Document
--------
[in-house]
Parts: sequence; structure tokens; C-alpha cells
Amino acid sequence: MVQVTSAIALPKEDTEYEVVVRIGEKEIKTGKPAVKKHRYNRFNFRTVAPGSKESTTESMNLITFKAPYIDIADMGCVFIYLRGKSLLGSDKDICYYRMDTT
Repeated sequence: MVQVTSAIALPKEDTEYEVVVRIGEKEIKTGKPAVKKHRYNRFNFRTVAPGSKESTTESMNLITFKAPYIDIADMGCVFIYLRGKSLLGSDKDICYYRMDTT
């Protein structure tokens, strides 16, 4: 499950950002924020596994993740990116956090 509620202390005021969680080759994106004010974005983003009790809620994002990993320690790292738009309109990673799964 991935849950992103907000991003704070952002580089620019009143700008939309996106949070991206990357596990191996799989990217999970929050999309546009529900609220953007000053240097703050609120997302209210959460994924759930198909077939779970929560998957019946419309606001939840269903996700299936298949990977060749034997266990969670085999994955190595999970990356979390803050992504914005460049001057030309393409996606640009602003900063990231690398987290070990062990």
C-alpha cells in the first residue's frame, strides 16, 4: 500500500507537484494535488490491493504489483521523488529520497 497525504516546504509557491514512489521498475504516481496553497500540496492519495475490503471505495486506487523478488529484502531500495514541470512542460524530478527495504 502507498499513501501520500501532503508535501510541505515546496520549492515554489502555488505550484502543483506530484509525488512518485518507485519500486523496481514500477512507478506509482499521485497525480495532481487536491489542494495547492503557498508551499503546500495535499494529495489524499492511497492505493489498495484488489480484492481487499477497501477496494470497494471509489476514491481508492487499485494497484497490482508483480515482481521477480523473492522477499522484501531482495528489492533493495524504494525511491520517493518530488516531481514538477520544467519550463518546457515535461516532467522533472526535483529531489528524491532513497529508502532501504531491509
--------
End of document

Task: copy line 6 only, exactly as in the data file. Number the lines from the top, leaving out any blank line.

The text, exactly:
C-alpha cells in the first residue's frame, strides 16, 4: 500500500507537484494535488490491493504489483521523488529520497 497525504516546504509557491514512489521498475504516481496553497500540496492519495475490503471505495486506487523478488529484502531500495514541470512542460524530478527495504 502507498499513501501520500501532503508535501510541505515546496520549492515554489502555488505550484502543483506530484509525488512518485518507485519500486523496481514500477512507478506509482499521485497525480495532481487536491489542494495547492503557498508551499503546500495535499494529495489524499492511497492505493489498495484488489480484492481487499477497501477496494470497494471509489476514491481508492487499485494497484497490482508483480515482481521477480523473492522477499522484501531482495528489492533493495524504494525511491520517493518530488516531481514538477520544467519550463518546457515535461516532467522533472526535483529531489528524491532513497529508502532501504531491509